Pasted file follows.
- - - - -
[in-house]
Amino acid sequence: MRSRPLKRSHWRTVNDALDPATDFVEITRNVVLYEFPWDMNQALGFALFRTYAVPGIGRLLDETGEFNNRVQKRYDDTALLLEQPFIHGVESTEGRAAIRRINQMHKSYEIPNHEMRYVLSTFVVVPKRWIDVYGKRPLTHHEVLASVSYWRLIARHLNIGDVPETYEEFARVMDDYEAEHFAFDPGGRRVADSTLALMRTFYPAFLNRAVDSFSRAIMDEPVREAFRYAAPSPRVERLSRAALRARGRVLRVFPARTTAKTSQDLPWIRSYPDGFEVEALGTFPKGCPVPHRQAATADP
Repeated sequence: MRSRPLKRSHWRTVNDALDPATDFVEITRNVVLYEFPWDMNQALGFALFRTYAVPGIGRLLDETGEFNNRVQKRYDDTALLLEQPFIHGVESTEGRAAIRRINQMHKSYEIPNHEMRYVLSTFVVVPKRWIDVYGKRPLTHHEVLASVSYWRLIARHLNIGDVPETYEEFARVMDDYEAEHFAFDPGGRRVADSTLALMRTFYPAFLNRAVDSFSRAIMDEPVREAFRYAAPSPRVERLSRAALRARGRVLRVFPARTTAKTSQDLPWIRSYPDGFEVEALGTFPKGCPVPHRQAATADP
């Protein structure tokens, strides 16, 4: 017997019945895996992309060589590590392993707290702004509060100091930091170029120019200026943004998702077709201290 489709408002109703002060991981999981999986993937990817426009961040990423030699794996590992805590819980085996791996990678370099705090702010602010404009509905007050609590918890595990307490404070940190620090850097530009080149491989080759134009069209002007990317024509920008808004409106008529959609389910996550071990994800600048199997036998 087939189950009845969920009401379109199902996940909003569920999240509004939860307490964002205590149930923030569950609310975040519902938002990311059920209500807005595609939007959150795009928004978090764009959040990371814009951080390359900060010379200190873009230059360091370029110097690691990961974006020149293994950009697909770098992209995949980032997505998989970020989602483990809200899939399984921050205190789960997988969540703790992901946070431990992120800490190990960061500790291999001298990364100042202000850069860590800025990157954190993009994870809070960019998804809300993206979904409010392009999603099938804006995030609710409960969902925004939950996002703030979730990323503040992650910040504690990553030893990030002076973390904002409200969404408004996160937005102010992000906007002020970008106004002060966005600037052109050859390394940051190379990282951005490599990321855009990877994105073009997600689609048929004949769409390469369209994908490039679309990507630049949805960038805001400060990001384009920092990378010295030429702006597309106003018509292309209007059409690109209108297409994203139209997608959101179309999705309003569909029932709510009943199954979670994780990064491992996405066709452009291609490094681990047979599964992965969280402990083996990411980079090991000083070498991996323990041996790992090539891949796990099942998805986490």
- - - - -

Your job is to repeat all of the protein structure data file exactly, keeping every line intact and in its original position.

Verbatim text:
[in-house]
Amino acid sequence: MRSRPLKRSHWRTVNDALDPATDFVEITRNVVLYEFPWDMNQALGFALFRTYAVPGIGRLLDETGEFNNRVQKRYDDTALLLEQPFIHGVESTEGRAAIRRINQMHKSYEIPNHEMRYVLSTFVVVPKRWIDVYGKRPLTHHEVLASVSYWRLIARHLNIGDVPETYEEFARVMDDYEAEHFAFDPGGRRVADSTLALMRTFYPAFLNRAVDSFSRAIMDEPVREAFRYAAPSPRVERLSRAALRARGRVLRVFPARTTAKTSQDLPWIRSYPDGFEVEALGTFPKGCPVPHRQAATADP
Repeated sequence: MRSRPLKRSHWRTVNDALDPATDFVEITRNVVLYEFPWDMNQALGFALFRTYAVPGIGRLLDETGEFNNRVQKRYDDTALLLEQPFIHGVESTEGRAAIRRINQMHKSYEIPNHEMRYVLSTFVVVPKRWIDVYGKRPLTHHEVLASVSYWRLIARHLNIGDVPETYEEFARVMDDYEAEHFAFDPGGRRVADSTLALMRTFYPAFLNRAVDSFSRAIMDEPVREAFRYAAPSPRVERLSRAALRARGRVLRVFPARTTAKTSQDLPWIRSYPDGFEVEALGTFPKGCPVPHRQAATADP
């Protein structure tokens, strides 16, 4: 017997019945895996992309060589590590392993707290702004509060100091930091170029120019200026943004998702077709201290 489709408002109703002060991981999981999986993937990817426009961040990423030699794996590992805590819980085996791996990678370099705090702010602010404009509905007050609590918890595990307490404070940190620090850097530009080149491989080759134009069209002007990317024509920008808004409106008529959609389910996550071990994800600048199997036998 087939189950009845969920009401379109199902996940909003569920999240509004939860307490964002205590149930923030569950609310975040519902938002990311059920209500807005595609939007959150795009928004978090764009959040990371814009951080390359900060010379200190873009230059360091370029110097690691990961974006020149293994950009697909770098992209995949980032997505998989970020989602483990809200899939399984921050205190789960997988969540703790992901946070431990992120800490190990960061500790291999001298990364100042202000850069860590800025990157954190993009994870809070960019998804809300993206979904409010392009999603099938804006995030609710409960969902925004939950996002703030979730990323503040992650910040504690990553030893990030002076973390904002409200969404408004996160937005102010992000906007002020970008106004002060966005600037052109050859390394940051190379990282951005490599990321855009990877994105073009997600689609048929004949769409390469369209994908490039679309990507630049949805960038805001400060990001384009920092990378010295030429702006597309106003018509292309209007059409690109209108297409994203139209997608959101179309999705309003569909029932709510009943199954979670994780990064491992996405066709452009291609490094681990047979599964992965969280402990083996990411980079090991000083070498991996323990041996790992090539891949796990099942998805986490």